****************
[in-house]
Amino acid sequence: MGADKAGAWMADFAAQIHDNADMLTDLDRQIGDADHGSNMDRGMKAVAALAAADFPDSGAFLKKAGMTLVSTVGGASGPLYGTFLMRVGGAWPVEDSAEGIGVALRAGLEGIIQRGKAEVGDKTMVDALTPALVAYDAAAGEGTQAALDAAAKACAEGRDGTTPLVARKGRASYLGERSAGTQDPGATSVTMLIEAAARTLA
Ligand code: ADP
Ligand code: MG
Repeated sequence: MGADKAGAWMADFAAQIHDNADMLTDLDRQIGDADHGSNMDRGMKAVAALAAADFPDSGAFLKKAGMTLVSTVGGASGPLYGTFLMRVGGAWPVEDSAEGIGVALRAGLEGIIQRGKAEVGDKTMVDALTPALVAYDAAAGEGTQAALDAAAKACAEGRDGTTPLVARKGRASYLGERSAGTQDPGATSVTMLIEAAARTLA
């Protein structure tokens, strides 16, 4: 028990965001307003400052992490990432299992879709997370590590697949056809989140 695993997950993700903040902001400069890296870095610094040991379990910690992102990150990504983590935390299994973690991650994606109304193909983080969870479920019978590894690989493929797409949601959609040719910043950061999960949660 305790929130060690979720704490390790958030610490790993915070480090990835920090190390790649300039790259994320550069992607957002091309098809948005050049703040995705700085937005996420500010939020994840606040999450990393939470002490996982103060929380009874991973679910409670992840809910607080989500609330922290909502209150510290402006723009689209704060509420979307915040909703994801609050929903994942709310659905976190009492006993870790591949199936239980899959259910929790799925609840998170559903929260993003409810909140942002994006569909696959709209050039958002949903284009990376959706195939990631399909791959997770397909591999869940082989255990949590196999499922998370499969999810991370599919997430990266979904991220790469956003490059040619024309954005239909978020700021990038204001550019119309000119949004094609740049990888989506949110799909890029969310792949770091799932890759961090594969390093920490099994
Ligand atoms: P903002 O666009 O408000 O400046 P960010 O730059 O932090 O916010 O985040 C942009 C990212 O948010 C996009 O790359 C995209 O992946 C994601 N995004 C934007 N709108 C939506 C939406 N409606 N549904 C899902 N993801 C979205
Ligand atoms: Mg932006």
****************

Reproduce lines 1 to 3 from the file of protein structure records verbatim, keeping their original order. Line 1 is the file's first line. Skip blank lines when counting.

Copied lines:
[in-house]
Amino acid sequence: MGADKAGAWMADFAAQIHDNADMLTDLDRQIGDADHGSNMDRGMKAVAALAAADFPDSGAFLKKAGMTLVSTVGGASGPLYGTFLMRVGGAWPVEDSAEGIGVALRAGLEGIIQRGKAEVGDKTMVDALTPALVAYDAAAGEGTQAALDAAAKACAEGRDGTTPLVARKGRASYLGERSAGTQDPGATSVTMLIEAAARTLA
Ligand code: ADP